Quiet, Satan! I shall not to be led astray.

We passed the crux and then the second. The wall eased back and became more cruisy. Climbing as strong as I’ve ever felt, before or since. Totally jacked up from two nice crux pitches. They’re moderate, right, but man I was on top of the world.

Moving fast on moderate terrain, cruisy with the gear now, way above my last piece of pro and suddenly, as if waking from a dream, the search for a left hand snaps me back to reality. Hmmm… My feet aren’t that good. My other hand isn’t that good either, sloping. The broken terrain between me and my last piece four or five meters below me flashes into my head. Look for better feet. Nothing. Feel for something better on the sloper, nothing. I gotta make a move, hard bitter panic wraps its tentacles around my chest, my arms, my brain. Deep breath and reach with the left knowing that something is up there, gotta be something, feet slipping, what the hell, it’s only 5a. Nothing. Stretch again, fingers out, nothing, nothing, nothing, a foot slowly sliding, focus everything on the sloper. Will the hold to be there. One last gasping reach, a bit farther left … Bucket! Yessss! Yes. Thank you, God. Thank you. Yes. Yes. Yes.

Got the rope stuck three times on the way down. Something that’s never happened to me before or since. Except on the Traverse of the Aiguilles with Super and The Kid that time, but that doesn’t really count, does it. I mean it’s the Blatiére, right? Frikkin climbing rope graveyard.

Anyway, three times and it was me pulling when it got stuck the third. I really should have gone for it but screw it, it was his turn. Not an easy pitch either. Attitudes had turned shitty after the second one. That, and the subsequent realization that we’d miss the lift and be walking down in big boots. Water? Gone a long time ago. That’s about the time I realized fast and light is complete horseshit. Flaking the rope, “Your turn, man.”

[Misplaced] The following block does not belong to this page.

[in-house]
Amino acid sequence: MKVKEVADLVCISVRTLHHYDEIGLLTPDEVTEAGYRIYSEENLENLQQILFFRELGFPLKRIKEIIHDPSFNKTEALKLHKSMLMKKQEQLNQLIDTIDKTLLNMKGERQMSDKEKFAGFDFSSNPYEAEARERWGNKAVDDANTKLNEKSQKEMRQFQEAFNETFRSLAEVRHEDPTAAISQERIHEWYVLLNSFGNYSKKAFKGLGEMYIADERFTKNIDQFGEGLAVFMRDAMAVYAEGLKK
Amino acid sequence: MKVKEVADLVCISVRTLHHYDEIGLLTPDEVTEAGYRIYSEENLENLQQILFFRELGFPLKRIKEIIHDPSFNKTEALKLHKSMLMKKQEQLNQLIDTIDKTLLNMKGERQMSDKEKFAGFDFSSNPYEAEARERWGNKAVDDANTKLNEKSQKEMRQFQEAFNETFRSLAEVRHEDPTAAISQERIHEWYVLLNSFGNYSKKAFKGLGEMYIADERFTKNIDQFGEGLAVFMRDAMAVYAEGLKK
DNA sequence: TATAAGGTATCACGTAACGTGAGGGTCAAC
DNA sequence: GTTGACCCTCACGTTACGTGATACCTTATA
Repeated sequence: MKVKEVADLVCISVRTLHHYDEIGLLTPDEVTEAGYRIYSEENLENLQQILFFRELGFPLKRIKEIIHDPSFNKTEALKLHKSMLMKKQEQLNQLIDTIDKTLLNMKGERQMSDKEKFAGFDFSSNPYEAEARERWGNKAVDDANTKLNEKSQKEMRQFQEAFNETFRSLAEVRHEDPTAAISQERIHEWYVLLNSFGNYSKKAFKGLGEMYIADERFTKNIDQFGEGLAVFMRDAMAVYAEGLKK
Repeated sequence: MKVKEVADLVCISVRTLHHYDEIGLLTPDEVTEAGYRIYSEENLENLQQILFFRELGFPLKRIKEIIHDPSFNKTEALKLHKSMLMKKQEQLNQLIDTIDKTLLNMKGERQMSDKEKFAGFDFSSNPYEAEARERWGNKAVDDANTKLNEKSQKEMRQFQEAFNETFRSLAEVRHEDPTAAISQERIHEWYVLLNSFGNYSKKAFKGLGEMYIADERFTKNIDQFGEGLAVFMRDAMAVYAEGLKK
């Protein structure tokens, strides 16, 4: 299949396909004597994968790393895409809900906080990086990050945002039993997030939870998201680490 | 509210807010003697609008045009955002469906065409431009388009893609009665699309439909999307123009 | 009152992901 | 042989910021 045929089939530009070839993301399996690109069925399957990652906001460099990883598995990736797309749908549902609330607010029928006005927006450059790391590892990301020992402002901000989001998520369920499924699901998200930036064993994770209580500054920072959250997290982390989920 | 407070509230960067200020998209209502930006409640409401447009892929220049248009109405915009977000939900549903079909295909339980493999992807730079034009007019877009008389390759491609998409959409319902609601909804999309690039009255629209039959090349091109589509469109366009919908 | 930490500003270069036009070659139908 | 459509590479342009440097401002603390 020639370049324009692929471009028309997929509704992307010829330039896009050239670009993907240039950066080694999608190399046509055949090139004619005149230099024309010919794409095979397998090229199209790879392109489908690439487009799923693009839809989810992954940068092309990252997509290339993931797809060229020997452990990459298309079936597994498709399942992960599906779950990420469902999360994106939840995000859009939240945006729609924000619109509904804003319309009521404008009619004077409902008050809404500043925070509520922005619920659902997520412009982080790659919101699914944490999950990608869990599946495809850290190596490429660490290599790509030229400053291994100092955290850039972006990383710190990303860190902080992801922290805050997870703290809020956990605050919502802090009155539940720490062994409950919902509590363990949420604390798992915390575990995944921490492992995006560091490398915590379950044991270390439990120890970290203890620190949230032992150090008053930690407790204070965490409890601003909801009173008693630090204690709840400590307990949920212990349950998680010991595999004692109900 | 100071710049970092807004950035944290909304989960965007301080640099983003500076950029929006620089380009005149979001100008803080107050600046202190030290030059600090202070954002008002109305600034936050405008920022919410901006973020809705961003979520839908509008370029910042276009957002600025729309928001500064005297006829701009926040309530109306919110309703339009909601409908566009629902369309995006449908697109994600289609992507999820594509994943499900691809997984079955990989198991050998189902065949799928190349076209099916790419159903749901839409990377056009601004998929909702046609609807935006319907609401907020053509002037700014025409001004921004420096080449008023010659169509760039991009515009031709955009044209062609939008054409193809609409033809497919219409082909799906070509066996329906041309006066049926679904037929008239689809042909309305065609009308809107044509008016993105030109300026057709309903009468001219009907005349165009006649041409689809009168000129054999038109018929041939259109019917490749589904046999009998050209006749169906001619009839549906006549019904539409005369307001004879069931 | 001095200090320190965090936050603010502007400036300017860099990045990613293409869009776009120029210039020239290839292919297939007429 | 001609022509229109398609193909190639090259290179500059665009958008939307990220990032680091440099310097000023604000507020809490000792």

Something is said that snaps me from the daydream. Ode’s persisting. “I’ll lead every pitch.”

Reason versus desire. Brain says no, heart says hell yeah!

“We’re not climbing Vaucher. We’re climbing Maillon Manquant.”

“That’s harder. 6B.”

“Yeah, a bit harder. More sustained. You can do it.”

Luckily there’s a shot of adrenaline to counterbalance the overwhelming trepidation. I remembered Maillon Manquant from both of my previous trips, careening up left towards the top of the Peigne. Steep, sustained, dark.

Ode: “We can rap back down the route if we need to. But we won’t need to.”

“OK, if you’re leading, I’m in.”

181 - Le Maillon Manquant  ED-/400m/6a oblig - "Magnificent crack climb, very susutained."

181 - Le Maillon Manquant (ED-/400m/6a oblig) "Magnificent crack climb, very sustained."


Ode Siivonen

5th pitch

5th pitch

Starting just before us were Richard and Brice, confident guys who’d crossed the glacier in running shoes. They said it had been tense but it looked like they were on it now. Hit the rock and climbed five fast pitches. The climbing was awesome. We were stoked. Brice and Richard swung right. I shouted, “Thought you guys were climbing Maillon Manquant!” And in return, with the confidence of locals, “We are!”

6th pitch

6th pitch

The climbing over there looked hard but amazing. An airy arête with a couple


8th pitch

parallel cracks on the side facing us, maybe 100 meters away and in full view.

Ode, looking at the book, “Oh no they’re not.”

Good laybacks, solid handjambs, sparse but bomber gear with a bolt or piton every now and then. Bolted belays. A bit of route-finding but in the end a really natural line. Ode glides through the first crux, slabby 6b. Next pitch he throws in a kneebar so effortlessly I think it surprised even him. We meet Richard and Brice just as the routes converge. They’re

9th pitch

9th pitch

stoked. Great, fun, positive-energy mountaineers. Ode tiptoes through the beginning of the 2nd crux then puts some muscle into a steep crack and a featureless wall. I don’t know how he did it. Me following, flaming out while searching for crimpers.